People’s homes and connected devices could become super-spreader environments for malware and vectors for cyberattacks in the post-COVID world, writes Dani Michaux, Head of Cyber Security, KPMG in Ireland.
There may be no evidence of an increase in the absolute level of cyber-crime during the COVID-19 pandemic but there has been a significant change in its nature. While many of us were struggling to make sense of the new world and challenges, the criminals have simply adapted their behaviour in agile fashion to exploit the new opportunities presented by the crisis.
Perhaps the most striking example of this is the more than 100,000 fake COVID-19 websites were set up since January 2020 aiding various COVID-19 related frauds. In some cases, these masquerade as official sites from health authorities such as the WHO or the HSE and trick people into divulging personal information, which can be used for fraudulent purposes. Other websites will entice people to click on a link, which can trigger the download of malware such as the COVIDLock ransomware.
Many of these fraudulent sites are basic unsophisticated scams which offer to sell PPE and other COVID-19 related supplies. Of course, those supplies never get delivered. In other cases, they offer treatments, antibody tests and even vaccines to gullible consumers whose critical faculties have been somewhat blunted by the anxiety generated by the pandemic.
That exploitation of people’s fears and uncertainty has been a recurrent theme. Other scams involve phishing emails and alerts claiming to provide information on the spread of infections in particular areas or countries, playing to people’s fears.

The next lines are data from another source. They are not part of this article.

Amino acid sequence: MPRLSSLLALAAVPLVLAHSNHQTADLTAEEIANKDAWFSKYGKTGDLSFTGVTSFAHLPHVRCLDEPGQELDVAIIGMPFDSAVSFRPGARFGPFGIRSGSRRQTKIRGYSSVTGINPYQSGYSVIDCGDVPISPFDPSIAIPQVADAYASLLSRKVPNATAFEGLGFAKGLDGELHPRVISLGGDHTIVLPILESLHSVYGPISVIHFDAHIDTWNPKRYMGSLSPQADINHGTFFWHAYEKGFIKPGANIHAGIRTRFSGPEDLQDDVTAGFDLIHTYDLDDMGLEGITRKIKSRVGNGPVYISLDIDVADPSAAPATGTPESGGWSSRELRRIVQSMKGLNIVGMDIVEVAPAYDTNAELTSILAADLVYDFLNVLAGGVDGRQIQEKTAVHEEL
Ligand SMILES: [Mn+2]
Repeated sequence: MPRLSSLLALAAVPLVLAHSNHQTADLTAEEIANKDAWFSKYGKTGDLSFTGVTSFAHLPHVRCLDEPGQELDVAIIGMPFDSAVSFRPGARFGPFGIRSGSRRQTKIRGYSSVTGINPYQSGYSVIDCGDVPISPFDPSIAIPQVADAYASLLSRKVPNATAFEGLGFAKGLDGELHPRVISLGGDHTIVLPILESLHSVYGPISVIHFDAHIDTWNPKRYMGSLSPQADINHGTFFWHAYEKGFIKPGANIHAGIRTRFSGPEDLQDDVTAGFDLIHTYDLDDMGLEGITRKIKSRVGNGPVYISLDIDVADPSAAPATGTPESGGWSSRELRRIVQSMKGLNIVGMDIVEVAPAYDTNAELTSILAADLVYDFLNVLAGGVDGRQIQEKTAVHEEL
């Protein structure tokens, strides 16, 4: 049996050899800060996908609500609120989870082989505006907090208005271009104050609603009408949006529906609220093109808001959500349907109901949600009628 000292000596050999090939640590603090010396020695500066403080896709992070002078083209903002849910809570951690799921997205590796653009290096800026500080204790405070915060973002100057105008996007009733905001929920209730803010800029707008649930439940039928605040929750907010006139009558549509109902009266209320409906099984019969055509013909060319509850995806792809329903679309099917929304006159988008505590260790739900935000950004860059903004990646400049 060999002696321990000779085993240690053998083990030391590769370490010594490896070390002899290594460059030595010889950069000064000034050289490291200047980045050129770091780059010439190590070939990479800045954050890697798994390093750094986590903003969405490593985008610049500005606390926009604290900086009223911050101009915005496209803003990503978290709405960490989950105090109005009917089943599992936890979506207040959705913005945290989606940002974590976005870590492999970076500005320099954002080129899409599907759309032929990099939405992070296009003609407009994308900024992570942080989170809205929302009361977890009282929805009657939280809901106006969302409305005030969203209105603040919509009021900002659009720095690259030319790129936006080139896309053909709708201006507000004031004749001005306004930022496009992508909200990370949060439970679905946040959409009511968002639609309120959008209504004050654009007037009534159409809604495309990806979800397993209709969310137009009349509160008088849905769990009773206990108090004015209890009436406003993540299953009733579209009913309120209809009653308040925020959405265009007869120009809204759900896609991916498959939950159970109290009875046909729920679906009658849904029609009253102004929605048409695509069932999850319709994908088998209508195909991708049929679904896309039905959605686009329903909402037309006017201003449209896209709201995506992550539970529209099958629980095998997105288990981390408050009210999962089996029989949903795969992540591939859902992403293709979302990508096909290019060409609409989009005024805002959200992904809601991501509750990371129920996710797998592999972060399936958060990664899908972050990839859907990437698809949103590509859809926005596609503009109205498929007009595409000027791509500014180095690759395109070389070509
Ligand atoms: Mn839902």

As the crisis developed and nations began the active search for vaccines, we have seen more sophisticated attacks being mounted against research institutions and universities, pharma and research and development organisations in an attempt to steal COVID-19 treatment and vaccine research data. For example, many life sciences companies have had their supply chains attacked. The reason behind this is intellectual property. The minute you see news about a new vaccine or treatment for COVID-19, that will attract criminals.
None of this should come as any surprise. It is the modus operandi of cybercriminals, and perhaps some States, to exploit any weakness that may arise as a result of any economic or social upheaval. It would be naïve to expect people without a moral compass to do otherwise.
The speed at which the pandemic took hold and the emotional turmoil it created presented near ideal conditions for the criminals to prosper. And the almost overnight switch to mass remote working opened up new vulnerabilities for them to exploit.
Many large companies were already well set up for remote working. They had clear policies and security measures in place. Others faced a real struggle in facilitating home working for large numbers of their people – overnight deployments for basic access to emails and collaborative platforms became the bare minimum requirement to allow businesses to continue to operate. In many cases security was an after-thought.